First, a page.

Then supplement C, D3, K2, and the B-complex.

Or you could just Weston Price it with Cod Liver Oil, Grass-fed milk, Grass Fed Butter.

My abcess occured a week after a long overdue cleaning a week prior. The austere dentist left the cleaning "unfinished" probably due to the severity of the inflammation. A tortilla with beef and tomatoes was the start of the infection.

I tried to kanagroo hop to a two new provider but they ALL were pieces of garbage. A male Sikh-descended dentist down the street tried to profit off of a much more minor gum abcess(different tooth) by trying to sell a referral for a root canal at a specialist and then Sikh-boy would then implement a crown. For rich people with no brains in dentistry, such a sales tactic would work. But I felt no pain IN THE TOOTH(I avoided cavities despite having severe perio), so I basically paid $150 for some bitewing xrays and antibiotics. This was paid out of pocket because I was going with the "pay for quality" logic because he had hundreds of good reviews.

Then the university of Maryland emergency treatment basically wanted to "bill to insurance" and just extract a tooth, yeah, that was declined. The only benefit from trying out this dentist school was discovering Dual Eligible Medicare Advantage plans cover all sorts of dental procedures(only problem is whether the senior has anything left to work on)

I bought the Waterpik around May 7. Couponed down the price to $45 bucks. Implemented a half-baked, cavity inducing diet in which I basically had quit by September). Didn't get an abscess but boy did I feel like shit. My hatred of fish, and eggs, and a childhood-induced aversion to cheese(I vomited Mac & cheese once before age 8) did me no favors in life. Probably a bit reason why my sister could get away with 15+years of not seeing a dentist without periodontitis. She hates fish, but liked her eggs and cheese.

Also, the saltphobic dogma in dietary advice can screw itself. Tyranny of the hypertense really does harm to low BP people like me, who can eat salt and get away with it. Going no salt when I already don't like it much is bad, and the dietary advice to limit salt intake is thus also bad for select people.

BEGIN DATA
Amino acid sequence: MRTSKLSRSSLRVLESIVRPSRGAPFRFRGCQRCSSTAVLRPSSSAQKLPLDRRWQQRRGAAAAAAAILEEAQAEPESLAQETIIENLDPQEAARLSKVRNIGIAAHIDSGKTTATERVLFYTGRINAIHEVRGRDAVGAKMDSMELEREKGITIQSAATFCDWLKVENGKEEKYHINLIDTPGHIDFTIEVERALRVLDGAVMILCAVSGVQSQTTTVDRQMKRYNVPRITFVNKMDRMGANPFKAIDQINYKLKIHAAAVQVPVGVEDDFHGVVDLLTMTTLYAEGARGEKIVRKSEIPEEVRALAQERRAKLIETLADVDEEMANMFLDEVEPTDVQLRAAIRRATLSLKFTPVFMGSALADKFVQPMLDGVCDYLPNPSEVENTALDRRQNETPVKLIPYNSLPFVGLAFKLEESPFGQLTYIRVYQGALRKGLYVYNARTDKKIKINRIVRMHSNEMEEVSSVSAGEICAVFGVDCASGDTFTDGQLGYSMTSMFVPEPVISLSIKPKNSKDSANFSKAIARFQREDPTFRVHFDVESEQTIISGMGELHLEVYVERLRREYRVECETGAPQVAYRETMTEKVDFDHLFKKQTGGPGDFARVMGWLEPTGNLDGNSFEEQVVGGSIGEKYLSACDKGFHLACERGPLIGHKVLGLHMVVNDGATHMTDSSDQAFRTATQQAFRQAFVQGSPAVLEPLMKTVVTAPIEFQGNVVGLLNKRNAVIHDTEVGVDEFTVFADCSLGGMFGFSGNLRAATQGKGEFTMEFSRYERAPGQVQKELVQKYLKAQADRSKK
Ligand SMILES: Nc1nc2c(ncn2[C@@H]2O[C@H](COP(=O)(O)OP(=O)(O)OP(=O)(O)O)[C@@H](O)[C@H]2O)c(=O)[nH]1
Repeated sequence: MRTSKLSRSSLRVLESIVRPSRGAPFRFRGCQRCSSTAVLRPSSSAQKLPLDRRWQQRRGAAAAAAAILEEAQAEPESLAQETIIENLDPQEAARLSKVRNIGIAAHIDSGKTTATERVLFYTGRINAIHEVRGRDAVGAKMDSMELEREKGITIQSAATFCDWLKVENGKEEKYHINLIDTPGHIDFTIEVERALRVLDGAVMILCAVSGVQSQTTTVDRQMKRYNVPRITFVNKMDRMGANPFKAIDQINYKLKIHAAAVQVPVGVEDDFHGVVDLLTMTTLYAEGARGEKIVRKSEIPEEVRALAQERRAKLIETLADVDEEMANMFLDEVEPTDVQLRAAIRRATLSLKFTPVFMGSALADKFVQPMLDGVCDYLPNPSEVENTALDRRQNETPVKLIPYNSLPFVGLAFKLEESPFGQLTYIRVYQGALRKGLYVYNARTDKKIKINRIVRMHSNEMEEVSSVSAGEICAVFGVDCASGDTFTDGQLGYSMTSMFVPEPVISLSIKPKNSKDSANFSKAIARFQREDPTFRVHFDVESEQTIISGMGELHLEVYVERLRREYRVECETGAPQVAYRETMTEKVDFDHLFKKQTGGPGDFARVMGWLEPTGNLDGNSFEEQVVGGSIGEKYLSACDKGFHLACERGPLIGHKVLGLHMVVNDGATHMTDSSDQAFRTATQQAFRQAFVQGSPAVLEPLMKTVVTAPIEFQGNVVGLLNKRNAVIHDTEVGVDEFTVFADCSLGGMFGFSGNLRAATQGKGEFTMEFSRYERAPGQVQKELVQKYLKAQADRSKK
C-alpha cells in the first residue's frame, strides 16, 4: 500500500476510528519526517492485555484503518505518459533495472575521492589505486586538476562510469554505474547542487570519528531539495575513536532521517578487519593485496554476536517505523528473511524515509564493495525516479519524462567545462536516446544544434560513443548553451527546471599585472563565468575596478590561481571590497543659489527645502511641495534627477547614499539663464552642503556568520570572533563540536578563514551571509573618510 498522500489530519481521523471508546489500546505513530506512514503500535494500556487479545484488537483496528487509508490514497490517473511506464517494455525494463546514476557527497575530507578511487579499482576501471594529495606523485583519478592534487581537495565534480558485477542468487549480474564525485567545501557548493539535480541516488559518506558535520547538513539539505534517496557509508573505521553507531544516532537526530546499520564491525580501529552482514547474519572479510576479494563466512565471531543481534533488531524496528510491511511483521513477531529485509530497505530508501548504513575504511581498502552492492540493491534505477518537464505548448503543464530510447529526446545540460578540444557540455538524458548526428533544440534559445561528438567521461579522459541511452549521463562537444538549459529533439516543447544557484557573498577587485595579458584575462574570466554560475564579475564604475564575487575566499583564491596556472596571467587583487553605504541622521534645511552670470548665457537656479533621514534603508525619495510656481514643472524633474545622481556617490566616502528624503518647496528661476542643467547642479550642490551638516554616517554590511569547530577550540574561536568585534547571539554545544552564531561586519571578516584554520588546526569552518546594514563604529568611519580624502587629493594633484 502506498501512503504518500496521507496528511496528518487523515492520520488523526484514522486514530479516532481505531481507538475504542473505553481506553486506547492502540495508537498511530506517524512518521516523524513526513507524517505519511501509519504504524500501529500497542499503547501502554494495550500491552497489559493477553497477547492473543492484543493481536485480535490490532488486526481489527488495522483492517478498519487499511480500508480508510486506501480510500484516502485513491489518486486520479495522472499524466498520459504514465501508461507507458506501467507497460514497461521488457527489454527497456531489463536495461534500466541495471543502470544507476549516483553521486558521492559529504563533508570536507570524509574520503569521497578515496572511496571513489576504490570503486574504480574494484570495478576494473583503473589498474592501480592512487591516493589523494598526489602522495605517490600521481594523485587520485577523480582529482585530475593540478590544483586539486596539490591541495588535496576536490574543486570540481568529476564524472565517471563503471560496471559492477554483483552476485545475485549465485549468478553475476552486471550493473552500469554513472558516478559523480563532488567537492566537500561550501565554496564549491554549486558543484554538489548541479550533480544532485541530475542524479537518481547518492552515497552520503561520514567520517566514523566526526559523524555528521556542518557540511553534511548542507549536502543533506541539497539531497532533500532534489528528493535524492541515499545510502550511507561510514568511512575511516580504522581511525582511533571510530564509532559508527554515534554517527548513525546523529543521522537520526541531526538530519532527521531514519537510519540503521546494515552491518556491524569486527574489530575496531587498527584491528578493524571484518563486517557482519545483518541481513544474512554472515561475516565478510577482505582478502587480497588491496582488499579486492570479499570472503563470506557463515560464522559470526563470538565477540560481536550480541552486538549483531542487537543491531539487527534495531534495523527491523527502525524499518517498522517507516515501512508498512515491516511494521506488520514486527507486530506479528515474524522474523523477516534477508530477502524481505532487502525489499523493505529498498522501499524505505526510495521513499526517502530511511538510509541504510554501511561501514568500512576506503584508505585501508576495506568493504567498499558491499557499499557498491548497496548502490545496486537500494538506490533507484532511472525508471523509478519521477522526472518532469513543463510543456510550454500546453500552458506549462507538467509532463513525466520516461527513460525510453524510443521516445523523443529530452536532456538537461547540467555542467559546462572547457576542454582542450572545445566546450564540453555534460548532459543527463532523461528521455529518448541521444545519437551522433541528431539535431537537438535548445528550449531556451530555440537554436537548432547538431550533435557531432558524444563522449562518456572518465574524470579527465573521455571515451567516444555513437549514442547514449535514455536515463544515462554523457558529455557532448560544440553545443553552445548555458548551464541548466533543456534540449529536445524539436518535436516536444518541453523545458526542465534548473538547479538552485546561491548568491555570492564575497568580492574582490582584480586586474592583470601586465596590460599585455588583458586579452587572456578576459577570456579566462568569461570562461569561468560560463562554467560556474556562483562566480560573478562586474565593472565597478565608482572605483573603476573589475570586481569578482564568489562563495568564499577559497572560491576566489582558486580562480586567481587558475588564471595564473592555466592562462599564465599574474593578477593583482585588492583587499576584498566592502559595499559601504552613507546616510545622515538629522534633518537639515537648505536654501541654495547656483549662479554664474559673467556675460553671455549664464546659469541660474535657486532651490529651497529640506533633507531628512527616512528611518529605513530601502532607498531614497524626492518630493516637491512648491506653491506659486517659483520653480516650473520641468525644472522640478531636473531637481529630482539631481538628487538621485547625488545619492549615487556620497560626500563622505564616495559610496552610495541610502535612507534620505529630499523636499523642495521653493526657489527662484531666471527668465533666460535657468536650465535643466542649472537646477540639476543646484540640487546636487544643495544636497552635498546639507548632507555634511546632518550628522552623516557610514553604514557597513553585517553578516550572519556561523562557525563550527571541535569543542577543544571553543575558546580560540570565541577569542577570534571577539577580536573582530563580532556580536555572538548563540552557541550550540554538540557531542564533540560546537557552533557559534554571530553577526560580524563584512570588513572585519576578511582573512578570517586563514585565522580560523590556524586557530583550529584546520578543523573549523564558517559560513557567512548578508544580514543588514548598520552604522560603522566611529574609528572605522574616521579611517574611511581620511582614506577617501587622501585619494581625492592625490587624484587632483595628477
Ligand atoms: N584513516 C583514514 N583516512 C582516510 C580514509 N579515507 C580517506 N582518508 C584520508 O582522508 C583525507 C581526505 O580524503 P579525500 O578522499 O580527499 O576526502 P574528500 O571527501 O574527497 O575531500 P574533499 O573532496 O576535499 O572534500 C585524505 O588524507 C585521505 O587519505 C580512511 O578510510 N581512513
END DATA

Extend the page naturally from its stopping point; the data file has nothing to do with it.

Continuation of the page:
I liked my Gatorade, Muscle Milk, Spaghettios, and dumping everything sweet also meat losing the vitamins in those foods. I periodically but inconsistently ate milk and orange juice, and that was mostly cut out for a few months as well.
 

mindless1

Diamond Member
Aug 11, 2001
7,175
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^ What is this flour based sauce you speak of? I hate flour based sauces and always find another way.

If it's just cheesy broccoli, if in a hurry I might just use the cheese dip that comes in glass jars, otherwise I typically do a mix of sharp cheddar, velveeta (melts easily and the 2% type has a high protein to fat ratio (for cheap cheese)), and milk. Microwave it to melt, stir, add a little more milk if it's too thick, and it should be a little thin because it will thicken as it cools enough to eat. At the same time it depends on how you cooked the broccoli, I steam it before putting the sauce on, so there is a little moisture to be accounted for when factoring for sauce viscosity, already in the broccoli.

Otherwise, fast food restaurants typically thin real cheese or cheese powder/mix with vegetable oil, or for a more universal substitute for flour based sauces (except not so much when pan browning something for gravy when frying which I tend not to do much in recent years), I'd use corn starch, but corn starch just isn't needed when doing a cheese sauce because water plus protein (however you want to break that down into ingredients, considering the primary constituent of milk is water...) can achieve the desired viscosity without dilluting (and perverting) the flavor with flour.